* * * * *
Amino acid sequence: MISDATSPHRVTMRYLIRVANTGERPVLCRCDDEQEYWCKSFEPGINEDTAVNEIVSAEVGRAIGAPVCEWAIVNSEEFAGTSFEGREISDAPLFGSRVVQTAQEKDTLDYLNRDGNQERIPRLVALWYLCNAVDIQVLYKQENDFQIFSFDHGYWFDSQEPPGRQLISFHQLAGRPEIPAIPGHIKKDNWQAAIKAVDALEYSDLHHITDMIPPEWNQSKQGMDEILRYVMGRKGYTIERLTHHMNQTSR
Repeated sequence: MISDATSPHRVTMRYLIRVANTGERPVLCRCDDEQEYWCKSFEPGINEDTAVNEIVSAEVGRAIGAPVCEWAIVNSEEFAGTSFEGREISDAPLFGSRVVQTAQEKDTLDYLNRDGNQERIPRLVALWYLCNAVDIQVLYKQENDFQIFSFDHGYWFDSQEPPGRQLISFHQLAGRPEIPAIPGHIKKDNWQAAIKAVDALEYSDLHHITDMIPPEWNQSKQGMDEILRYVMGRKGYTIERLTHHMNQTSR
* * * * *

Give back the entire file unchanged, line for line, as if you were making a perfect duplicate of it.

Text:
Amino acid sequence: MISDATSPHRVTMRYLIRVANTGERPVLCRCDDEQEYWCKSFEPGINEDTAVNEIVSAEVGRAIGAPVCEWAIVNSEEFAGTSFEGREISDAPLFGSRVVQTAQEKDTLDYLNRDGNQERIPRLVALWYLCNAVDIQVLYKQENDFQIFSFDHGYWFDSQEPPGRQLISFHQLAGRPEIPAIPGHIKKDNWQAAIKAVDALEYSDLHHITDMIPPEWNQSKQGMDEILRYVMGRKGYTIERLTHHMNQTSR
Repeated sequence: MISDATSPHRVTMRYLIRVANTGERPVLCRCDDEQEYWCKSFEPGINEDTAVNEIVSAEVGRAIGAPVCEWAIVNSEEFAGTSFEGREISDAPLFGSRVVQTAQEKDTLDYLNRDGNQERIPRLVALWYLCNAVDIQVLYKQENDFQIFSFDHGYWFDSQEPPGRQLISFHQLAGRPEIPAIPGHIKKDNWQAAIKAVDALEYSDLHHITDMIPPEWNQSKQGMDEILRYVMGRKGYTIERLTHHMNQTSR